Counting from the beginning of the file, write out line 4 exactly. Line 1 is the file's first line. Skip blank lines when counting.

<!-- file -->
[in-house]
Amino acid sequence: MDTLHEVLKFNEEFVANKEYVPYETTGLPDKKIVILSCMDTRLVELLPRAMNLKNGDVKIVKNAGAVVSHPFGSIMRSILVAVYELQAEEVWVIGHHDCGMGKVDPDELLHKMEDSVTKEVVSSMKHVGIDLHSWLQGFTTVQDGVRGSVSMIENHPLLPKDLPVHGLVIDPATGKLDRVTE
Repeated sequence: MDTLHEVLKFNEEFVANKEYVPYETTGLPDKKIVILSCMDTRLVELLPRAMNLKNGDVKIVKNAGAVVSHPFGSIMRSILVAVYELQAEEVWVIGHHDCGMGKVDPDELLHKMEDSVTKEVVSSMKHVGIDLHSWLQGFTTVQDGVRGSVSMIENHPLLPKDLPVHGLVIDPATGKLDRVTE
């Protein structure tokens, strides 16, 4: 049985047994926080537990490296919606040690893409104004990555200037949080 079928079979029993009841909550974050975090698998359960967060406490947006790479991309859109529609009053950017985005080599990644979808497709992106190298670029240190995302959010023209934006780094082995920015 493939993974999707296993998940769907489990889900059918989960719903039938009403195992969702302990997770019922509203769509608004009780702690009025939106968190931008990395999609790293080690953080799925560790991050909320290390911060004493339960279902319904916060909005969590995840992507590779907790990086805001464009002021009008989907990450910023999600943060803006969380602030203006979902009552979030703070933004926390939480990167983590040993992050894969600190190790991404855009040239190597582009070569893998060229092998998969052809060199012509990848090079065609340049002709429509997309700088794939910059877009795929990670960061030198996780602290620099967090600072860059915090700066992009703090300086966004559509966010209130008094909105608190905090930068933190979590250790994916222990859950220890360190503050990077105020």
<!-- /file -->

């Protein structure tokens, strides 16, 4: 049985047994926080537990490296919606040690893409104004990555200037949080 079928079979029993009841909550974050975090698998359960967060406490947006790479991309859109529609009053950017985005080599990644979808497709992106190298670029240190995302959010023209934006780094082995920015 493939993974999707296993998940769907489990889900059918989960719903039938009403195992969702302990997770019922509203769509608004009780702690009025939106968190931008990395999609790293080690953080799925560790991050909320290390911060004493339960279902319904916060909005969590995840992507590779907790990086805001464009002021009008989907990450910023999600943060803006969380602030203006979902009552979030703070933004926390939480990167983590040993992050894969600190190790991404855009040239190597582009070569893998060229092998998969052809060199012509990848090079065609340049002709429509997309700088794939910059877009795929990670960061030198996780602290620099967090600072860059915090700066992009703090300086966004559509966010209130008094909105608190905090930068933190979590250790994916222990859950220890360190503050990077105020």